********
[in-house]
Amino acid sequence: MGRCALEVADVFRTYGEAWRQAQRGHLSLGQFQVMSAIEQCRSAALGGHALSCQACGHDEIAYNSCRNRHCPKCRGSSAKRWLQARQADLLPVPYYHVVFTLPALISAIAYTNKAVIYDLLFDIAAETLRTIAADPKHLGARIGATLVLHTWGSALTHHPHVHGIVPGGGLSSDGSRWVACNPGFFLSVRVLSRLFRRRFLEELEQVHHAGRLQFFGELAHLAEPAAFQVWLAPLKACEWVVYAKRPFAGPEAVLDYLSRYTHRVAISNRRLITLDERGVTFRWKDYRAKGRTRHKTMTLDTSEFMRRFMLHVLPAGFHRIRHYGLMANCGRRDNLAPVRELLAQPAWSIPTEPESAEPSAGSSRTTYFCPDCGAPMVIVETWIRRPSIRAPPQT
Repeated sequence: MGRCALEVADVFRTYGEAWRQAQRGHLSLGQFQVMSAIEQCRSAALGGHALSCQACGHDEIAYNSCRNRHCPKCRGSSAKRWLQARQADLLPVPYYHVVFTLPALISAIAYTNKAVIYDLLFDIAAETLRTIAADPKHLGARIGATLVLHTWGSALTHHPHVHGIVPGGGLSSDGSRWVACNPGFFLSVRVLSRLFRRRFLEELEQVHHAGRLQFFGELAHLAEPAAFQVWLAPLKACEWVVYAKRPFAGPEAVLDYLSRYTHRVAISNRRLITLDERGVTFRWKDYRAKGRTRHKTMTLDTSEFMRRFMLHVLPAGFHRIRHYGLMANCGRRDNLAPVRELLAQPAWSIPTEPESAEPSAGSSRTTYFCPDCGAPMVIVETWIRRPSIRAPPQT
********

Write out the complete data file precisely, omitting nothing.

[in-house]
Amino acid sequence: MGRCALEVADVFRTYGEAWRQAQRGHLSLGQFQVMSAIEQCRSAALGGHALSCQACGHDEIAYNSCRNRHCPKCRGSSAKRWLQARQADLLPVPYYHVVFTLPALISAIAYTNKAVIYDLLFDIAAETLRTIAADPKHLGARIGATLVLHTWGSALTHHPHVHGIVPGGGLSSDGSRWVACNPGFFLSVRVLSRLFRRRFLEELEQVHHAGRLQFFGELAHLAEPAAFQVWLAPLKACEWVVYAKRPFAGPEAVLDYLSRYTHRVAISNRRLITLDERGVTFRWKDYRAKGRTRHKTMTLDTSEFMRRFMLHVLPAGFHRIRHYGLMANCGRRDNLAPVRELLAQPAWSIPTEPESAEPSAGSSRTTYFCPDCGAPMVIVETWIRRPSIRAPPQT
Repeated sequence: MGRCALEVADVFRTYGEAWRQAQRGHLSLGQFQVMSAIEQCRSAALGGHALSCQACGHDEIAYNSCRNRHCPKCRGSSAKRWLQARQADLLPVPYYHVVFTLPALISAIAYTNKAVIYDLLFDIAAETLRTIAADPKHLGARIGATLVLHTWGSALTHHPHVHGIVPGGGLSSDGSRWVACNPGFFLSVRVLSRLFRRRFLEELEQVHHAGRLQFFGELAHLAEPAAFQVWLAPLKACEWVVYAKRPFAGPEAVLDYLSRYTHRVAISNRRLITLDERGVTFRWKDYRAKGRTRHKTMTLDTSEFMRRFMLHVLPAGFHRIRHYGLMANCGRRDNLAPVRELLAQPAWSIPTEPESAEPSAGSSRTTYFCPDCGAPMVIVETWIRRPSIRAPPQT